THE man behind the rise of a dance agency into one of northern England’s leading creative lights is busy getting into the swing of his new role at Barnsley’s Civic.

Anthony Baker spent almost a decade with Dance City - the Newcastle-based Arts Council-funded charity described as the north east’s ‘leading development organisation for dance’ - and developed a reputation for hands-on work with community classes, dance education and supporting local artists as joint chief executive and artistic director.

He’s hoping to put Barnsley on the map in a similar way, as he begins life as chief executive of the Hanson Street gallery and events space.

The 47-year-old, though, is already fully aware of where the borough is and where it can be.

“I lived in Barnsley while I was a student at Bretton Hall, so I’d have been there from 18 to 21,” said Anthony, who studied theatre design at the Grade II*-listed West Bretton college.

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“It was an amazing place to go to study.

“Barnsley now is quite different to how it was in the 1990s, but I’ve always had an affection for it having lived here and gained an understanding of the town.

“I’m from the north-east, but have lived down south so my accent has dwindled a bit - but I’ve got no interest in working in London.

“I’ve always wanted to live and work in the north.”

Anthony - who took some dance classes as a young man, but saw his first job after a master’s degree in the Lowry Theatre’s ticket office - left a role with Freedom Festival in Hull to come to Barnsley.

He said the opportunity to play a part in the town centre regeneration was too good to pass up - with the Civic, set to see its historic Eldon Street entrance restored, able to become the ‘cultural heartbeat of the town’.

“The investment into the town centre, and the aspiration, from the local authority is extraordinary.

“That’s why it’s such an exciting opportunity.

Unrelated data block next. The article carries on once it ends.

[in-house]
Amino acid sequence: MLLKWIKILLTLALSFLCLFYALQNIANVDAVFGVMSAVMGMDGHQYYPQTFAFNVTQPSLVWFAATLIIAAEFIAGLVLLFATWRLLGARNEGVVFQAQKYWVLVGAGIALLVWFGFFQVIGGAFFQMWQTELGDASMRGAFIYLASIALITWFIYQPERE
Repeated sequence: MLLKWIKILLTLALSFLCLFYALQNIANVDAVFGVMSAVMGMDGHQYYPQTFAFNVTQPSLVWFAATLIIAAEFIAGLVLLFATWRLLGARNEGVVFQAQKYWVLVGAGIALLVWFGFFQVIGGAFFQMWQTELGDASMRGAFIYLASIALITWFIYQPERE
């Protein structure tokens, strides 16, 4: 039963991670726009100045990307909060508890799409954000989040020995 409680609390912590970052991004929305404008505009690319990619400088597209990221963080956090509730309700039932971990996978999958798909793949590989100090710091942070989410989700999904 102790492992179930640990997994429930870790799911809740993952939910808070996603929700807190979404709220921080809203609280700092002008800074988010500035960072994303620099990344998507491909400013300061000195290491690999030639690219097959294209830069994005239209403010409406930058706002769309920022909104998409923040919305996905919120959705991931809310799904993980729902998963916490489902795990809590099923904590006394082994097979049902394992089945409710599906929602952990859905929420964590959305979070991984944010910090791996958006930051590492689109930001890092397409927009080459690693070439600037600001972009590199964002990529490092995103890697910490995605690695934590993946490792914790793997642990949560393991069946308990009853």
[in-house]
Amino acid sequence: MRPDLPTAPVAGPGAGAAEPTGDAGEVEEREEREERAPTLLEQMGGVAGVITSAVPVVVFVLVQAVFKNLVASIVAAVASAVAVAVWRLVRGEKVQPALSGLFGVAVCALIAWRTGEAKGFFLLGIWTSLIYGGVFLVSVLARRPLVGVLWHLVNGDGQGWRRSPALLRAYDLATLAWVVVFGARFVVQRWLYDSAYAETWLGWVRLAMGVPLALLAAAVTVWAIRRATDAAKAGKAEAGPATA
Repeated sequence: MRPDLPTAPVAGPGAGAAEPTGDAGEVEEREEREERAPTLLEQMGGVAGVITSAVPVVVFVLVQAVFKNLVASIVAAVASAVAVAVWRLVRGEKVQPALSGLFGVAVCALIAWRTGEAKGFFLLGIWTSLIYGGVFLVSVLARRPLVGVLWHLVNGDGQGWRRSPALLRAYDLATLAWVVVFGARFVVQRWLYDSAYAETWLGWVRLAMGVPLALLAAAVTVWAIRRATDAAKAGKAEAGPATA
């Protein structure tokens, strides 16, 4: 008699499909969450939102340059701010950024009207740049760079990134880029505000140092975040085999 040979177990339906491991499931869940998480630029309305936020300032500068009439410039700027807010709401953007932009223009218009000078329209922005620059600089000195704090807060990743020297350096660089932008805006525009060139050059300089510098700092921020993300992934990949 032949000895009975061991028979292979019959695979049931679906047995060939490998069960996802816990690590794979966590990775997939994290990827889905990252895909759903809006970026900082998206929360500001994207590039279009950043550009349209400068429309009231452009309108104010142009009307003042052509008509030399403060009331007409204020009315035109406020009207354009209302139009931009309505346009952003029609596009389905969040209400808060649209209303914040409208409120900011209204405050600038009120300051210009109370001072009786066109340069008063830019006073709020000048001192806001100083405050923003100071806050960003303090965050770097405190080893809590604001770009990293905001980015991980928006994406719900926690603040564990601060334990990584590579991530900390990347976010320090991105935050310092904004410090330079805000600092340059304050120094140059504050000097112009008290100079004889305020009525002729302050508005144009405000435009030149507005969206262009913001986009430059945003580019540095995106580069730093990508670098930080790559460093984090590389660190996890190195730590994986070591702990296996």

“Literally, the geographical position of the building is a huge help with regards the Glass Works.

“It really is extraordinary for a town like Barnsley - other towns are looking quite enviously.

“I came to visit before my interview, and I was astonished - it wasn’t even finished at that point.”

He takes over from Helen Ball who’s spearheaded the Civic’s £7.2m restoration project, announced last January shortly before the pandemic delayed plans.

Three unused lower floors - totalling 22,000sq ft of space - are due to be developed, with private apartments, a new 150-seat theatre and the removal of the balcony facing onto Mandela Gardens all key features.

The vast work also includes a £1.6m facelift as part of Historic England’s ‘Heritage Action Zone’ on Eldon Street.

Since the Civic reopened in 2009, visitor numbers have become much healthier, as has the growing number of community groups and partners that use the space.

Anthony, two weeks into his role and looking to move to a home in Kingstone, said he hoped to have an update on the work by Christmas.

“It’s been an amazing job, from where it was to where it is now,” said Anthony.

“And it’s an amazing point to start - standing on the shoulders of giants, as they say.

“But the capital development is not the only part - the redevelopment is only as important as being able to engage people in new ways.

“It’s important to be able to provide a programme and community outreach work that’s suitable and gets people inspired - transforming the building will help that.”